Sometimes (rarely) the condition that $\{u_j\}_J$ is point finite is dropped. In this case we refer to a non-point finite partition of unity (see red herring principle). In this case for each point of $X$ at most countably-many of the functions $u_j$ are non-zero, and we have to interpret the sum in 1. above as being a convergent infinite series.
Given a cover $\mathcal{U} = \{U_j\}_{j\in J}$ of a topological space (open cover or closed or neither), the partition of unity $\{u_j\}_J$ is subordinate to $\mathcal{U}$ if for all $j\in J$,
What this means is that the open sets $u_j^{-1}(0,1]$ form an open cover refining the cover $\mathcal{U}$.
Consider $\mathbb{R}$ with its Euclidean metric topology.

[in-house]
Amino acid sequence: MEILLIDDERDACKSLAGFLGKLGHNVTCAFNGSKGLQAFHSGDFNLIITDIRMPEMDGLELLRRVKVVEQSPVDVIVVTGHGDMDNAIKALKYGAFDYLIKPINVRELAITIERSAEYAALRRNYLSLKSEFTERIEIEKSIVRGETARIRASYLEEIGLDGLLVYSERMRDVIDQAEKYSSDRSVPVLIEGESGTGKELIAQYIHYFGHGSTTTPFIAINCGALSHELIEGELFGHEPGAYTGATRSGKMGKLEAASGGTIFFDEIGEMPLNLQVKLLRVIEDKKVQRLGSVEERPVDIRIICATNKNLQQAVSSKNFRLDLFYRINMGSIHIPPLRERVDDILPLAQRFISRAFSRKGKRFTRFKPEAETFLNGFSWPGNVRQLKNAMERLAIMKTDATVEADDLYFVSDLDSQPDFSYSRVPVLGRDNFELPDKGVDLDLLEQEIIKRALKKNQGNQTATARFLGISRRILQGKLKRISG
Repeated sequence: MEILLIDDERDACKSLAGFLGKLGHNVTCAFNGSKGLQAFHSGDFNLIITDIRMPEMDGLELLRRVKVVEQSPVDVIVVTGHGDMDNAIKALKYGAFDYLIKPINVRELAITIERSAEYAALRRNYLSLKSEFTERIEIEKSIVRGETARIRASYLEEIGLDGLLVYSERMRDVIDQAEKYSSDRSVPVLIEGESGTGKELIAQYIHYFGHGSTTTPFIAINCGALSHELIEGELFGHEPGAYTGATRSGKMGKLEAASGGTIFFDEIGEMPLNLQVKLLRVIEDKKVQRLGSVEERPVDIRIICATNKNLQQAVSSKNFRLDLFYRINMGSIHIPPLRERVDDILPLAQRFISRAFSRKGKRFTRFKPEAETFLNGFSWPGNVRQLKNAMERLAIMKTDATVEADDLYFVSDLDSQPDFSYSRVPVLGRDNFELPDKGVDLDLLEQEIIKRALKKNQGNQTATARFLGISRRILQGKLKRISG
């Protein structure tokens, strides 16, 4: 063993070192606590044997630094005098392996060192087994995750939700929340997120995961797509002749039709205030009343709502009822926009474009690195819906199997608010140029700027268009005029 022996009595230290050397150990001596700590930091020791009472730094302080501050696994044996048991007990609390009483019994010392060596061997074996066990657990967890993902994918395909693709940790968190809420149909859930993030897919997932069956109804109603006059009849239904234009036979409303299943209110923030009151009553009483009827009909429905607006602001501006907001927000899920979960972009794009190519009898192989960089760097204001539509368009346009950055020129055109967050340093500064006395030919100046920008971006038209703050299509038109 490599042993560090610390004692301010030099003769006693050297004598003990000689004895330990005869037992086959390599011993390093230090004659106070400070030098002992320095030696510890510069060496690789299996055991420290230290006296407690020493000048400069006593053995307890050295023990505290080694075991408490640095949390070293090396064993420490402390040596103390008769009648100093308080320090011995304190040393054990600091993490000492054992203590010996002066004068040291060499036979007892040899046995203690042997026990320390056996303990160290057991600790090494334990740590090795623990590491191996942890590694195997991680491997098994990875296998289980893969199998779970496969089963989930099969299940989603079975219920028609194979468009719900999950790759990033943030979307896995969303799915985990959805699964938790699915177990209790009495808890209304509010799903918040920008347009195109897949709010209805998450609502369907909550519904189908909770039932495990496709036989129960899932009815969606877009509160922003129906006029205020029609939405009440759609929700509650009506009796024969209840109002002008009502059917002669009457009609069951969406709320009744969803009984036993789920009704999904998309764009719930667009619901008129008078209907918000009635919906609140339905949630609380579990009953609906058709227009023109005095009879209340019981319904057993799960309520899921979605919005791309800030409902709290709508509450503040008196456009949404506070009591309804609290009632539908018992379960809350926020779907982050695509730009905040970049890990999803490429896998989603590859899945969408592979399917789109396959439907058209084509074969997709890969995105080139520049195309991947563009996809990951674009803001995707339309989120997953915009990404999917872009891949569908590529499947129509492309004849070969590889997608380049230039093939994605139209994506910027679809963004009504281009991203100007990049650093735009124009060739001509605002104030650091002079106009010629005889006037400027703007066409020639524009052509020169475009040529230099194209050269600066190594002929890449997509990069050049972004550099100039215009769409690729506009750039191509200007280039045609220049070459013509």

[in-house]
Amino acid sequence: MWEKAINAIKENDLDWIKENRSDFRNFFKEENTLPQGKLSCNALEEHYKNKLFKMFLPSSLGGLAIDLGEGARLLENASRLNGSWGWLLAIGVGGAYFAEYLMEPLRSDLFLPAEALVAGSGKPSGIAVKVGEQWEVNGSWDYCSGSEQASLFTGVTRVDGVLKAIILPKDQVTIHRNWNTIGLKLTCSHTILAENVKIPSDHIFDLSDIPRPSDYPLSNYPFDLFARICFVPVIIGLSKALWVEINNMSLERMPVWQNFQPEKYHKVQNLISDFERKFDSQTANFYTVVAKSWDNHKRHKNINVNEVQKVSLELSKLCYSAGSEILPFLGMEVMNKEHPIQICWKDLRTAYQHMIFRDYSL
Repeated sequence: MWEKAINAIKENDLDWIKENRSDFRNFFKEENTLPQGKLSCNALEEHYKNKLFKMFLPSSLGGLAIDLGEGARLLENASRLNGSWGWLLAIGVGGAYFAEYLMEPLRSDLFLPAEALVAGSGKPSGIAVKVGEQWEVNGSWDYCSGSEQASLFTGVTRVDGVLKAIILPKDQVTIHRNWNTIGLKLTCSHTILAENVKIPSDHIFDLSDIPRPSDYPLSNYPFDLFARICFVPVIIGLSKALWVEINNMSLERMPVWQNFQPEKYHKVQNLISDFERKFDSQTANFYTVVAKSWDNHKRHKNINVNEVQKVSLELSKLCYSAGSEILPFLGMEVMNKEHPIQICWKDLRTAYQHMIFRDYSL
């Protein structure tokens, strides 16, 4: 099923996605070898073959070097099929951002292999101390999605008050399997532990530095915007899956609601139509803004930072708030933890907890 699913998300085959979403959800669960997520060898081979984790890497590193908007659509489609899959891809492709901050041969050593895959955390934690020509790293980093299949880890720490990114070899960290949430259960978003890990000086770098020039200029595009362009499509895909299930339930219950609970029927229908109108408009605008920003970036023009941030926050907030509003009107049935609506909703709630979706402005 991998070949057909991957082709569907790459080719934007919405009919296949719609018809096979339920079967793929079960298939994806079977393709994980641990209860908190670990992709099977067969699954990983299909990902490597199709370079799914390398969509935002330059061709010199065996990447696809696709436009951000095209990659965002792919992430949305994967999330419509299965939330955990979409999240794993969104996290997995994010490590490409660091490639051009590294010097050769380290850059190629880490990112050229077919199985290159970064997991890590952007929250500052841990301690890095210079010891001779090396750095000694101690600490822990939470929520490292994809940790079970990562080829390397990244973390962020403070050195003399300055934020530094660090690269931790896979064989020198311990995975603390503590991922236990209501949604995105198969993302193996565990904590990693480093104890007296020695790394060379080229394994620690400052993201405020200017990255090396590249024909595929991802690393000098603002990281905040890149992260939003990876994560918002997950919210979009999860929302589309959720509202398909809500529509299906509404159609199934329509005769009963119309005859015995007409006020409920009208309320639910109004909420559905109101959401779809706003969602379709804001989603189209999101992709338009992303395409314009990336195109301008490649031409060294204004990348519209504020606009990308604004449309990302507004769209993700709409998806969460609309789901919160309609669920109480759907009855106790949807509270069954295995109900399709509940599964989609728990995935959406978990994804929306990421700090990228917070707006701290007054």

Let $\epsilon \in (0,\infty)$ and consider the open cover
Then a partition of unity $\{ f_n \colon \mathbb{R} \to [0,1] \}_{n \in \mathbb{N}}$ subordinate to this cover is given by
(paracompact Hausdorff spaces equivalently admit subordinate partitions of unity)
Assuming the axiom of choice then:
Let $(X,\tau)$ be a topological space. Then the following are equivalent:
$(X,\tau)$ is a paracompact Hausdorff space.
Every open cover of $(X,\tau)$ admits a subordinate partition of unity.
Similarly normal spaces are equivalently those such that every locally finite cover has a subordinate partition of unity (reference Bourbaki, Topology Generale - find this!)
Slightly more generally, a topological space (not necessarily Hausdorff) is fully normal? if and only every open cover admits a subordinate partition of unity.
A T1-space is fully normal? if and only if it is paracompact, in which case it is also Hausdorff.
For topological spaces that are not T1-spaces, the condition of being fully normal? is strictly stronger than paracompactness.
A regular locale is fully normal? if and only if it is paracompact.